“The holy grail in celiac disease research has been to identify the toxic peptide components of gluten; and that's what we've done.”
Scientists in Australia and the UK have identified the three protein fragments that make gluten - the main protein in wheat, rye and barley – toxic to people with celiac disease.
Their discovery opens the way for a new generation of diagnostics, treatments, prevention strategies and food tests for the millions of people worldwide with celiac disease, with immunotherapy trials already underway.
When people with celiac disease eat products containing gluten their body's immune response is switched on and the lining of the small intestine is damaged, hampering their ability to absorb nutrients. The disease is currently treated by permanently removing gluten from the patient's diet.
Dr. Bob Anderson, head of the Walter and Eliza Hall Institute's celiac disease research laboratory in Victoria, Australia, said it had been 60 years since gluten was discovered to be the environmental cause of celiac disease.
"In the years since, the holy grail in celiac disease research has been to identify the toxic peptide components of gluten; and that's what we've done," Dr Anderson said.
The research, done in collaboration with Dr. Jason Tye-Din, Dr. James Dromey, Dr. Stuart Mannering, Dr. Jessica Stewart and Dr. Tim Beissbarth from the institute as well as Professor Jamie Rossjohn at Monash University and Professor Jim McCluskey at the University of Melbourne, was published July 21 in the international journal Science Translational Medicine.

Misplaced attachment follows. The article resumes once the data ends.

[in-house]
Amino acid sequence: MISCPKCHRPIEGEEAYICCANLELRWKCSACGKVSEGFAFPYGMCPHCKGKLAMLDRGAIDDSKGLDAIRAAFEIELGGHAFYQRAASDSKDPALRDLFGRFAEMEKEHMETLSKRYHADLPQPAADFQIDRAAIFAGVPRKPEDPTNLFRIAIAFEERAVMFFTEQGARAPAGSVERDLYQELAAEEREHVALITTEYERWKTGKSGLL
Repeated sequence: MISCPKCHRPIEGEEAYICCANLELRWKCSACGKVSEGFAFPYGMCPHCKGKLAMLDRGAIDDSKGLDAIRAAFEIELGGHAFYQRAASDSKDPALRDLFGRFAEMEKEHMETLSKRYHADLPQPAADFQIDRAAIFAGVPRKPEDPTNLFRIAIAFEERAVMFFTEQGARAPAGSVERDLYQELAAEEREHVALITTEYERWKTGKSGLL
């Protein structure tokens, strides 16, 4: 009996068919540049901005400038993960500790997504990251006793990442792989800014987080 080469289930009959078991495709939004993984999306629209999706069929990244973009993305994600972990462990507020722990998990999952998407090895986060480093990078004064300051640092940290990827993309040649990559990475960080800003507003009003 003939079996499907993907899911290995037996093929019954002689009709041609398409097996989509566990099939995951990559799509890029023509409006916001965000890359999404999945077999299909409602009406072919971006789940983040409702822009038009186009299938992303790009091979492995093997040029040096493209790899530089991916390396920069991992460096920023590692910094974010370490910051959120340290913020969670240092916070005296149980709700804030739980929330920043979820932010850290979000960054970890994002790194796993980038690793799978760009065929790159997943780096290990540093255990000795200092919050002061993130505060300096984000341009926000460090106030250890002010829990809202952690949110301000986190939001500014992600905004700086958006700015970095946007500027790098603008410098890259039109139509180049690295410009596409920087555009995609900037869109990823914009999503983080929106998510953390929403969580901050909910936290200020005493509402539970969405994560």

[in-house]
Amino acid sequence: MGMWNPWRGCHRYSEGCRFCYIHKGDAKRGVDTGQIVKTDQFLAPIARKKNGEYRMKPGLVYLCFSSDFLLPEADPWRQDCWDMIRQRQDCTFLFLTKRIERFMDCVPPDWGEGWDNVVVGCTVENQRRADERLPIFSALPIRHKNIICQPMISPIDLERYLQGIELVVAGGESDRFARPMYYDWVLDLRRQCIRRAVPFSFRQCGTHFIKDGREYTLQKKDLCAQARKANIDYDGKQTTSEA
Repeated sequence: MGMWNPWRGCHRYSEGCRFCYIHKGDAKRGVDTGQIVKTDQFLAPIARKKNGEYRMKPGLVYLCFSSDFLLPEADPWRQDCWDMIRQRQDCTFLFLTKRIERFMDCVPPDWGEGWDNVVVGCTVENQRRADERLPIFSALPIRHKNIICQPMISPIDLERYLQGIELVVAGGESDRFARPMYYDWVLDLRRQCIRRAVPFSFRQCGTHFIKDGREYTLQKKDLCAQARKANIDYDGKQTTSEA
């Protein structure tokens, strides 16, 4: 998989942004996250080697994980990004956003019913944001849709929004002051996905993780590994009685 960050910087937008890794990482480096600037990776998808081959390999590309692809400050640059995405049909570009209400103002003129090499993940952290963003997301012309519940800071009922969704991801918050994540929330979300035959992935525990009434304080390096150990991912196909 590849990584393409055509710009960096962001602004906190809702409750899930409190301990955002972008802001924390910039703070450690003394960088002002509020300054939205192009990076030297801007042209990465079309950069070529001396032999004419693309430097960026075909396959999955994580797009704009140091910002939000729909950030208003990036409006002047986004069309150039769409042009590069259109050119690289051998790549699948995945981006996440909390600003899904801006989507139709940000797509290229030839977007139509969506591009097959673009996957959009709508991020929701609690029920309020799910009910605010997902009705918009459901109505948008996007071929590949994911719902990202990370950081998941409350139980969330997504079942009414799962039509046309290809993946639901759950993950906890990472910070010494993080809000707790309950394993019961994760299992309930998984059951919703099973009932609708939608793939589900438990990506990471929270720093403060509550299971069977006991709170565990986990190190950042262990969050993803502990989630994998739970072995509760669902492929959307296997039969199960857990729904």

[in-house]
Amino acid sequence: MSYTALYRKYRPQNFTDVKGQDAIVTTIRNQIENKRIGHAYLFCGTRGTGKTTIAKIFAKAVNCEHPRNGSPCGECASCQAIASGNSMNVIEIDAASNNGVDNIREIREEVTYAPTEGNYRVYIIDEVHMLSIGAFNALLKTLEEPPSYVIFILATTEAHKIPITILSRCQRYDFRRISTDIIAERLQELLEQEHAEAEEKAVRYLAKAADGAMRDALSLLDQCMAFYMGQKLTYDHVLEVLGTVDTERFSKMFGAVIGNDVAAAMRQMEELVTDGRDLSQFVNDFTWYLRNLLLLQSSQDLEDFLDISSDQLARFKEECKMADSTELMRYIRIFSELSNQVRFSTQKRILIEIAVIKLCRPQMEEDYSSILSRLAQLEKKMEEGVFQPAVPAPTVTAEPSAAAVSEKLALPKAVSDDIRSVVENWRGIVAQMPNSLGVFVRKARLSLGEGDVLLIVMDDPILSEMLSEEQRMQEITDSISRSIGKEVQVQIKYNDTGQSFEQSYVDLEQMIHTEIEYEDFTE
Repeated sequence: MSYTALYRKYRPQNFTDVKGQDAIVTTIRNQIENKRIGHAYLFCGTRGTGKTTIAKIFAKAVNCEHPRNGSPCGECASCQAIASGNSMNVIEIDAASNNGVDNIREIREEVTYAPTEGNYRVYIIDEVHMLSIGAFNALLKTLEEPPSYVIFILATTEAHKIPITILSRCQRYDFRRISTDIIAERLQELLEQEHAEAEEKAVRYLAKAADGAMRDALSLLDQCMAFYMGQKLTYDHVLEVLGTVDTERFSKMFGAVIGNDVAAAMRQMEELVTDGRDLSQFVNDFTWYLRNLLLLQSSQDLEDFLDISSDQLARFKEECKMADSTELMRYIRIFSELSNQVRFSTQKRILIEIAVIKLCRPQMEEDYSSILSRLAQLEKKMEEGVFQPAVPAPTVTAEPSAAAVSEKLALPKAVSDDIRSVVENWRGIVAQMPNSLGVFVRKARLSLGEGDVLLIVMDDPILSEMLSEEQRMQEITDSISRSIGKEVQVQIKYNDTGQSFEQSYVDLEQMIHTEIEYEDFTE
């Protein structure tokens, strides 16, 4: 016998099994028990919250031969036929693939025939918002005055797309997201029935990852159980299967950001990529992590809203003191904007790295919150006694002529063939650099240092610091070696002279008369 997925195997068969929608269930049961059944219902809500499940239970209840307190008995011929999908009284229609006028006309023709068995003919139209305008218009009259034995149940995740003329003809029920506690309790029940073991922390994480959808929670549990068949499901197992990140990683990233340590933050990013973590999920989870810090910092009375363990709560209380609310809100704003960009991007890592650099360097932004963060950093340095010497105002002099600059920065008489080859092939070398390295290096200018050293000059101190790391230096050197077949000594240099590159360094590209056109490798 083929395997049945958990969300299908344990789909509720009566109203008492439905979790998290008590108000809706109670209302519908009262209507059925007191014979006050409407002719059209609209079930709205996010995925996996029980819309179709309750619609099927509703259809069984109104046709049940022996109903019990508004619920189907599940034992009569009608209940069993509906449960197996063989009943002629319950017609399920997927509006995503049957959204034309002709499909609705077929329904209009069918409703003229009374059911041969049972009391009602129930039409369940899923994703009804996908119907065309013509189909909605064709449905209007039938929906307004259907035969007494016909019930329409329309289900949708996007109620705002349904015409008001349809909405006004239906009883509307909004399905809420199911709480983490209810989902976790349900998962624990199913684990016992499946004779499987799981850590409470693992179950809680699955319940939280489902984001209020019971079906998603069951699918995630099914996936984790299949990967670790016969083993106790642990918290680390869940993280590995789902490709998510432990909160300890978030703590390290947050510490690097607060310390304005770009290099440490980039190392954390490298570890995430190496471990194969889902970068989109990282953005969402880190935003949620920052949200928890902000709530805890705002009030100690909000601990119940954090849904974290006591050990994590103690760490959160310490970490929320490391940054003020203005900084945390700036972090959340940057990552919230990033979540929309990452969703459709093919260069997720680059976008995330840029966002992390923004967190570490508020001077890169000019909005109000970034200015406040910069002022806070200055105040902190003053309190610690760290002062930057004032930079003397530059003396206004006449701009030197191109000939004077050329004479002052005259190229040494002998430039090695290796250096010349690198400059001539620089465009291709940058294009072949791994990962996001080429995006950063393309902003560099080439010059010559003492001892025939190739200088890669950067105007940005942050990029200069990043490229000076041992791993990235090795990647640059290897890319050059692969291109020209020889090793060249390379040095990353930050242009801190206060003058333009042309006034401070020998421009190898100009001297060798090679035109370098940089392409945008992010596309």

The study was started by Professor Anderson nine years ago and has involved researchers in Australia and the UK as well as more than 200 celiac disease patients.
The patients, recruited through the Celiac Society of Victoria and the Celiac Clinic at John Radcliffe Hospital, UK, ate bread, rye muffins or boiled barley. Six days later, blood samples were taken to measure the strength of the patients' immune responses to 2,700 different gluten fragments. The responses identified 90 fragments as causing some level of immune reaction, but three gluten fragments (peptides) were revealed as being particularly toxic.
"These three components account for the majority of the immune response to gluten that is observed in people with celiac disease," Dr. Anderson said.
This knowledge has already been used by Melbourne-based biotech company, Nexpep Pty Ltd, to develop a 'peptide-based' immunotherapy that aims to desensitize people with celiac disease to the toxic effects of gluten. Nexpep's Phase 1 trials of the therapy were completed in June and final results are expected in coming months.
The immunotherapy works by exposing people with celiac disease to small amounts of the three toxic peptides and is based upon the same principles as desensitization for allergies.
Dr Anderson said that although celiac disease could be managed with a gluten-free diet, compliance with the diet is often challenging, and nearly half the people on the diet still have residual damage to their small intestine. "Consequently, the immunotherapy and three other drugs are under development to help people with celiac disease."
Source: Walter and Eliza Hall Institute press release, Jul 21, 2010